I would like turn on/turn off some of my leds running a command on linux.

I use Ubuntu 12.04 LTS.

I tried

xset led named "Scroll Lock"
xset led named "Num Lock"
xset led 2             (this is the number of Scroll Lock as `xset q` says)
xset led 1

but nothing works.


setleds +num
setleds +scroll

but I got a error message saying Error reading the current settings of flags. Maybe you're not on the console? (I was in a terminal).

So, how can I perform this?

xdotool key Num_Lock

Is the an answer (the easiest you're likely to find); inverting the state, it also provides a path to search (xinput and modifying a slave keyboard state) if you really just want to set an led status.

I too ran across my Num Lock keyboard LED and X11 state differing recently (happens with remote desktops, games, etc)

This reference explains what's going on, and almost has the complete solution (but it has a case-typo, you need Num_Lock not Num_lock).


  • This should be the accepted answer. Best solution I've ever seen. Thank you! The lights are so annoying! – jocap May 13 '14 at 21:22
  • Note that xdotool key Num_Lock is not as innocent as turning a LED on or off; It is the equivalent of actually pressing the key! – Serge Stroobandt Nov 4 at 12:14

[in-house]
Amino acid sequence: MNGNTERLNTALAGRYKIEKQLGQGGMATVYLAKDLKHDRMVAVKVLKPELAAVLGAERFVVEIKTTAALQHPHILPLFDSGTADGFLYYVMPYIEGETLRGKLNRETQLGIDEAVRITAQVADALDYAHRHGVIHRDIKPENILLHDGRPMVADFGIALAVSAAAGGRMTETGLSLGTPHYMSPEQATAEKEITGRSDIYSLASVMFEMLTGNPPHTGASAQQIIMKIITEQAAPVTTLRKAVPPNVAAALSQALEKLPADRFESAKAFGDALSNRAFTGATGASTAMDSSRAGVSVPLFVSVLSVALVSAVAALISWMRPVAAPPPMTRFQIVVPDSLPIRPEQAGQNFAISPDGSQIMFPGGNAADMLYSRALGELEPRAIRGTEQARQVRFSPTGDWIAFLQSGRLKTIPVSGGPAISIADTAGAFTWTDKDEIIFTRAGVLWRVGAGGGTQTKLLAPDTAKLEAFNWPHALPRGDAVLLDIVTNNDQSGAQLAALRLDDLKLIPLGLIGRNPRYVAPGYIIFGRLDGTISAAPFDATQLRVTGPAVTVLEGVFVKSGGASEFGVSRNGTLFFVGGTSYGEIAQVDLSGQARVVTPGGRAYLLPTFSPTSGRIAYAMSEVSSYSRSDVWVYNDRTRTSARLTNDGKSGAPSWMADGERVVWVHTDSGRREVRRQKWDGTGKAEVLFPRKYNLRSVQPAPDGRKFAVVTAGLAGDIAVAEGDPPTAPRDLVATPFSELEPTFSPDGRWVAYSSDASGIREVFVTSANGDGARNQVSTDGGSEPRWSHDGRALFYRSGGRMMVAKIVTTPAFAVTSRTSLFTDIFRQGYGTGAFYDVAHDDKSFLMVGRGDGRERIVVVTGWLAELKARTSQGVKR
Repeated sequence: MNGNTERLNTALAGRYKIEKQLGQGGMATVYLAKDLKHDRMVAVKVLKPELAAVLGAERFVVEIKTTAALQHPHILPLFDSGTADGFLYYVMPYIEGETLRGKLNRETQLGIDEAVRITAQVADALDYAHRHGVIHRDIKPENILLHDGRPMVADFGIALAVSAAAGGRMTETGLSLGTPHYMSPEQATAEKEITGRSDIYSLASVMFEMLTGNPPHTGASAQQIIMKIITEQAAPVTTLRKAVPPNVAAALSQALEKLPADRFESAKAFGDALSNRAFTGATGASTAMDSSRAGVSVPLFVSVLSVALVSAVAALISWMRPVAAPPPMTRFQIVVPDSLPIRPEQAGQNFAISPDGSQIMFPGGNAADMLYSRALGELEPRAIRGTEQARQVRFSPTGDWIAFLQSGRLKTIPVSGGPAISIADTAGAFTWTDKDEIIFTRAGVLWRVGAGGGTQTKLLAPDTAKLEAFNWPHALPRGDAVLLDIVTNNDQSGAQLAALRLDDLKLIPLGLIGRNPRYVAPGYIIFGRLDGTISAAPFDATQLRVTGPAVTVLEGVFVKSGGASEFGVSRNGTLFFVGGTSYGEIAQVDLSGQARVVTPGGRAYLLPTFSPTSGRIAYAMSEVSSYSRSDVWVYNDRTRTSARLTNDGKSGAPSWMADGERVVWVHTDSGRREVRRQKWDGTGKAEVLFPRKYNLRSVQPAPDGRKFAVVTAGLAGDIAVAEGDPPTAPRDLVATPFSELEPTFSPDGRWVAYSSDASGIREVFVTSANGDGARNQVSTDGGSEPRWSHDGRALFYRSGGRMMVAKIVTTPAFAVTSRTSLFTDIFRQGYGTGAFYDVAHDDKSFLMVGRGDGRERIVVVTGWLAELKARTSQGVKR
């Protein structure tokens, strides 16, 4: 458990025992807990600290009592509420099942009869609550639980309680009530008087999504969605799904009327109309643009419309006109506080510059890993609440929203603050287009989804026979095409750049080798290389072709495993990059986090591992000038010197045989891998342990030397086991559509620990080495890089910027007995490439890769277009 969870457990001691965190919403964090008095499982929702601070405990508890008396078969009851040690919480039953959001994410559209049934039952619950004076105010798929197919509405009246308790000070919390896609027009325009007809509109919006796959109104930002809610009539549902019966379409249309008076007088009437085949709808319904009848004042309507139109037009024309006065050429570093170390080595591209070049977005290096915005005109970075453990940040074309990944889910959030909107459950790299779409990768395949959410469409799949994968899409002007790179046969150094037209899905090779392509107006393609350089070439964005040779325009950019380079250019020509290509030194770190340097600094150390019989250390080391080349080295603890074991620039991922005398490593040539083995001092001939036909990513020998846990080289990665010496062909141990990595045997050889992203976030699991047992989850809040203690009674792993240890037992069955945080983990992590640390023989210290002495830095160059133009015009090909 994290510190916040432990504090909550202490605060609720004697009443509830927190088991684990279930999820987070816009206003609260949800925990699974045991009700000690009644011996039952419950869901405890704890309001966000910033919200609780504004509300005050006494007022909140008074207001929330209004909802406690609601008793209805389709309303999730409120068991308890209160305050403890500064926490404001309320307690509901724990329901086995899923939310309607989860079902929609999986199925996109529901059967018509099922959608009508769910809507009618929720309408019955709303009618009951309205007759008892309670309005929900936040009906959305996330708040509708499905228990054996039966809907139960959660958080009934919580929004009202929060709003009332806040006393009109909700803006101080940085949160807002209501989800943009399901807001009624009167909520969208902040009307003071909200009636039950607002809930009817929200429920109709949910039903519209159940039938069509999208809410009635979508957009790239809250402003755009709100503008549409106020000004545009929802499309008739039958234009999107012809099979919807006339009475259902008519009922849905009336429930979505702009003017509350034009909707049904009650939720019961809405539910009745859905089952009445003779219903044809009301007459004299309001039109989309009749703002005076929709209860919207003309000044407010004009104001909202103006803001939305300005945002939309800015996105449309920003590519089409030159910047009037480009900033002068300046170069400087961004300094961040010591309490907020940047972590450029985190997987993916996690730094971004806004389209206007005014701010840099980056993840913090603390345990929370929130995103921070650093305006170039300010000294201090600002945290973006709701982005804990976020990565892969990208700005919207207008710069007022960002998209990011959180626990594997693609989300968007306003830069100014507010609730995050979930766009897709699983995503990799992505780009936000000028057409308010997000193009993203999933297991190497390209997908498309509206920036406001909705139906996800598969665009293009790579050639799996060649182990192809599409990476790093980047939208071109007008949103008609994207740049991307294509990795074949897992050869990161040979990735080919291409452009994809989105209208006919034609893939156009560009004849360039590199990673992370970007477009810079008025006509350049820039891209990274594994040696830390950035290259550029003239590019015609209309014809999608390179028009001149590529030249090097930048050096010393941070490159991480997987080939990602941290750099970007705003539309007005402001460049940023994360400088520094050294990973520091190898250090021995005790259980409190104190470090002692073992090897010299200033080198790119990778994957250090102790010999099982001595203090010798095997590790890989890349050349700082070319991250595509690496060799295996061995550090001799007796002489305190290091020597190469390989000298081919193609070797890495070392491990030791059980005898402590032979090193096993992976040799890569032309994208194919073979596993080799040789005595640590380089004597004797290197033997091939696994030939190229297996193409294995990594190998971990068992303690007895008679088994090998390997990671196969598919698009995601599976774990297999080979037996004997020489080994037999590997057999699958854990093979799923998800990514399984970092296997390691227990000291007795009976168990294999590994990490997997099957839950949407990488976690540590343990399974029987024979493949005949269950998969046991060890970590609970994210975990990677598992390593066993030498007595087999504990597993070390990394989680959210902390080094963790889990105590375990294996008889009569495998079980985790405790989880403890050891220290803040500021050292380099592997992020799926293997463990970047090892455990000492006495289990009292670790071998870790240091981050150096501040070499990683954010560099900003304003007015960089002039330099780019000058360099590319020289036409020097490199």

To turn Scroll Lock led on run:

xset -led 2 led on

To turn it off run:

xset -led 2 led off

Press Ctrl+Alt+F1, login, and then try setleds.

  • Interesting. setleds (not xset) worked for me now too. Looks like we need set a display. I tried several things but nothing worked. But, looks we're almost. – GarouDan Jun 17 '12 at 11:28
  • 2
    This isnt the final answer to me, because I need this working on the gui display, not at the console display. – GarouDan Jul 23 '12 at 19:55

Install xf86-input-keyboard if you don't have it.

Set kbd_mode -u

Make sure you don't have multiple instances of the KB (check what XINPUT: reports).

As noted in this answer, if your screen is on TTY1, but you try to control the LEDs from somewhere else (such as an SSH session), you can use setleds in the following way:

setleds -L +num +caps +scroll < /dev/tty1

Just use the command:

numlockx on 


numlockx off

to change the state.

  • 4
    This is rather brief: some more detail would be helpful. For example, in what circumstances does this command work? – David Richerby Apr 30 '15 at 10:33
  • It does exactly what it sounds like. – Frank Apr 30 '15 at 20:08

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